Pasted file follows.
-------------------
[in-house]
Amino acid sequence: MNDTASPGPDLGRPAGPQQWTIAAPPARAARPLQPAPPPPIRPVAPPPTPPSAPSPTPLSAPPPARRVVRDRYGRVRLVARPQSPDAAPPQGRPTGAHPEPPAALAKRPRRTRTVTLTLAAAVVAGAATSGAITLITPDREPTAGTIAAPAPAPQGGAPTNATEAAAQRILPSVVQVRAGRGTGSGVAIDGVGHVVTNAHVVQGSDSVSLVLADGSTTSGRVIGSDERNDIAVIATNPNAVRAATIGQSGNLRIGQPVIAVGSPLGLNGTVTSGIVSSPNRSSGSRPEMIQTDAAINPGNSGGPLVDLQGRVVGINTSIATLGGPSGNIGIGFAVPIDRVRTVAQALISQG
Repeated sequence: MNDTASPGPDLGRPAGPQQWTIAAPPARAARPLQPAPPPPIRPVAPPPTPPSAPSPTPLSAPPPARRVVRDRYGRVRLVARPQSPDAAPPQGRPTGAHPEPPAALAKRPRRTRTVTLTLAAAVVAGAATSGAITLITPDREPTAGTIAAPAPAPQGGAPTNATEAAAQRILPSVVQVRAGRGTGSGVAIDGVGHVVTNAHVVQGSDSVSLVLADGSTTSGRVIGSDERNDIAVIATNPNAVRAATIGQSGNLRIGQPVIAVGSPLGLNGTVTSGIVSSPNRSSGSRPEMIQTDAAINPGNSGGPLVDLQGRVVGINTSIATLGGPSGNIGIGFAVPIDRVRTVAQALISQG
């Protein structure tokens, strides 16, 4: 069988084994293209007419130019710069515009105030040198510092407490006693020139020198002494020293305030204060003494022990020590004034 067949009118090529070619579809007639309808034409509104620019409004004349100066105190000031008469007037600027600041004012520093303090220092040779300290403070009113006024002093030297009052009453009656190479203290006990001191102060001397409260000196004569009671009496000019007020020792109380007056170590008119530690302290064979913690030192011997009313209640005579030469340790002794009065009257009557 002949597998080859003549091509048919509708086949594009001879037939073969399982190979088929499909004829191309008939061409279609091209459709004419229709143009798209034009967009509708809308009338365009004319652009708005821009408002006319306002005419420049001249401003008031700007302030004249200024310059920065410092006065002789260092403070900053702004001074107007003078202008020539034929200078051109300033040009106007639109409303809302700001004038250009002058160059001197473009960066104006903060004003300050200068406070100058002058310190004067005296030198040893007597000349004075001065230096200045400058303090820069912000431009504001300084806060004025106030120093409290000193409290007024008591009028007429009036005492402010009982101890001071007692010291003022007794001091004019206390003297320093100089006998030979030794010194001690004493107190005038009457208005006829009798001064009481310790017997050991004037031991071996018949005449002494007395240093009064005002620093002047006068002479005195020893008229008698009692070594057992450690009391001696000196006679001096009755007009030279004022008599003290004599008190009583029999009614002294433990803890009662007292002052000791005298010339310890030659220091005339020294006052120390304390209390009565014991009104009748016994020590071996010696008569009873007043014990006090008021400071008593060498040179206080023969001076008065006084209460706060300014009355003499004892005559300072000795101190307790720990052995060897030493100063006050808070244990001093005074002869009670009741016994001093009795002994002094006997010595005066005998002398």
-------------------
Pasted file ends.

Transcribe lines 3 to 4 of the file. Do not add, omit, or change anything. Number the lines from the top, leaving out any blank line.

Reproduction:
Repeated sequence: MNDTASPGPDLGRPAGPQQWTIAAPPARAARPLQPAPPPPIRPVAPPPTPPSAPSPTPLSAPPPARRVVRDRYGRVRLVARPQSPDAAPPQGRPTGAHPEPPAALAKRPRRTRTVTLTLAAAVVAGAATSGAITLITPDREPTAGTIAAPAPAPQGGAPTNATEAAAQRILPSVVQVRAGRGTGSGVAIDGVGHVVTNAHVVQGSDSVSLVLADGSTTSGRVIGSDERNDIAVIATNPNAVRAATIGQSGNLRIGQPVIAVGSPLGLNGTVTSGIVSSPNRSSGSRPEMIQTDAAINPGNSGGPLVDLQGRVVGINTSIATLGGPSGNIGIGFAVPIDRVRTVAQALISQG
């Protein structure tokens, strides 16, 4: 069988084994293209007419130019710069515009105030040198510092407490006693020139020198002494020293305030204060003494022990020590004034 067949009118090529070619579809007639309808034409509104620019409004004349100066105190000031008469007037600027600041004012520093303090220092040779300290403070009113006024002093030297009052009453009656190479203290006990001191102060001397409260000196004569009671009496000019007020020792109380007056170590008119530690302290064979913690030192011997009313209640005579030469340790002794009065009257009557 002949597998080859003549091509048919509708086949594009001879037939073969399982190979088929499909004829191309008939061409279609091209459709004419229709143009798209034009967009509708809308009338365009004319652009708005821009408002006319306002005419420049001249401003008031700007302030004249200024310059920065410092006065002789260092403070900053702004001074107007003078202008020539034929200078051109300033040009106007639109409303809302700001004038250009002058160059001197473009960066104006903060004003300050200068406070100058002058310190004067005296030198040893007597000349004075001065230096200045400058303090820069912000431009504001300084806060004025106030120093409290000193409290007024008591009028007429009036005492402010009982101890001071007692010291003022007794001091004019206390003297320093100089006998030979030794010194001690004493107190005038009457208005006829009798001064009481310790017997050991004037031991071996018949005449002494007395240093009064005002620093002047006068002479005195020893008229008698009692070594057992450690009391001696000196006679001096009755007009030279004022008599003290004599008190009583029999009614002294433990803890009662007292002052000791005298010339310890030659220091005339020294006052120390304390209390009565014991009104009748016994020590071996010696008569009873007043014990006090008021400071008593060498040179206080023969001076008065006084209460706060300014009355003499004892005559300072000795101190307790720990052995060897030493100063006050808070244990001093005074002869009670009741016994001093009795002994002094006997010595005066005998002398």